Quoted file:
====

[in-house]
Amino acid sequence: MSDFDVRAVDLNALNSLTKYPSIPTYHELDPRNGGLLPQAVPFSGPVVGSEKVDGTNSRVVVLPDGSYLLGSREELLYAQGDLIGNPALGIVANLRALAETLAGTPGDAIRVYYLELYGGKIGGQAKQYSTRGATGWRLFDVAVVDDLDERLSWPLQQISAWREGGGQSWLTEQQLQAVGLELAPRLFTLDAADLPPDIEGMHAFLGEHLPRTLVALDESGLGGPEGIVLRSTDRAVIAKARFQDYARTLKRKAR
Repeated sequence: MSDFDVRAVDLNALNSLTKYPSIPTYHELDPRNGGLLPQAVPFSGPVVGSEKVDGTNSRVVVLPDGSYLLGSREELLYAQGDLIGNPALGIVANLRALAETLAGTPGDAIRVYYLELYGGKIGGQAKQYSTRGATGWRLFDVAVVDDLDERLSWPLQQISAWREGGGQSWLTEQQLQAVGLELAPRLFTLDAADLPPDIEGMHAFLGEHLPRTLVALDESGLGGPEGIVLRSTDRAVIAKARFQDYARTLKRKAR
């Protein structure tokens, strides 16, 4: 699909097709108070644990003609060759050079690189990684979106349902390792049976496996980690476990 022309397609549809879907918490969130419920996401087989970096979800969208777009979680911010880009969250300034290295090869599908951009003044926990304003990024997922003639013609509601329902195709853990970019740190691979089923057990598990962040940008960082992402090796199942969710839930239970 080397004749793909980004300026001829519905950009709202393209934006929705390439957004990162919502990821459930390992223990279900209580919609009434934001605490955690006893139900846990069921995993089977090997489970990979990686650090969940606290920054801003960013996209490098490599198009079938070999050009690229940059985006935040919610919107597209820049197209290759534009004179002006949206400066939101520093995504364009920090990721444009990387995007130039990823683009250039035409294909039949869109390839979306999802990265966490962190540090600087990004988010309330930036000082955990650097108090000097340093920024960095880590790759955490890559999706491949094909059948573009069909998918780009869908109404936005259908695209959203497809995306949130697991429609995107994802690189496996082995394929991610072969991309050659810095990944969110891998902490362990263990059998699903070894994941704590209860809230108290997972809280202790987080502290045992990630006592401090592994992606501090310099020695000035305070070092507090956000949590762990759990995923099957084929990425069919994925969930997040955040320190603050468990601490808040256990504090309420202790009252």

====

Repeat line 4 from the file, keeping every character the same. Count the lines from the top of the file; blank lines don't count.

């Protein structure tokens, strides 16, 4: 699909097709108070644990003609060759050079690189990684979106349902390792049976496996980690476990 022309397609549809879907918490969130419920996401087989970096979800969208777009979680911010880009969250300034290295090869599908951009003044926990304003990024997922003639013609509601329902195709853990970019740190691979089923057990598990962040940008960082992402090796199942969710839930239970 080397004749793909980004300026001829519905950009709202393209934006929705390439957004990162919502990821459930390992223990279900209580919609009434934001605490955690006893139900846990069921995993089977090997489970990979990686650090969940606290920054801003960013996209490098490599198009079938070999050009690229940059985006935040919610919107597209820049197209290759534009004179002006949206400066939101520093995504364009920090990721444009990387995007130039990823683009250039035409294909039949869109390839979306999802990265966490962190540090600087990004988010309330930036000082955990650097108090000097340093920024960095880590790759955490890559999706491949094909059948573009069909998918780009869908109404936005259908695209959203497809995306949130697991429609995107994802690189496996082995394929991610072969991309050659810095990944969110891998902490362990263990059998699903070894994941704590209860809230108290997972809280202790987080502290045992990630006592401090592994992606501090310099020695000035305070070092507090956000949590762990759990995923099957084929990425069919994925969930997040955040320190603050468990601490808040256990504090309420202790009252």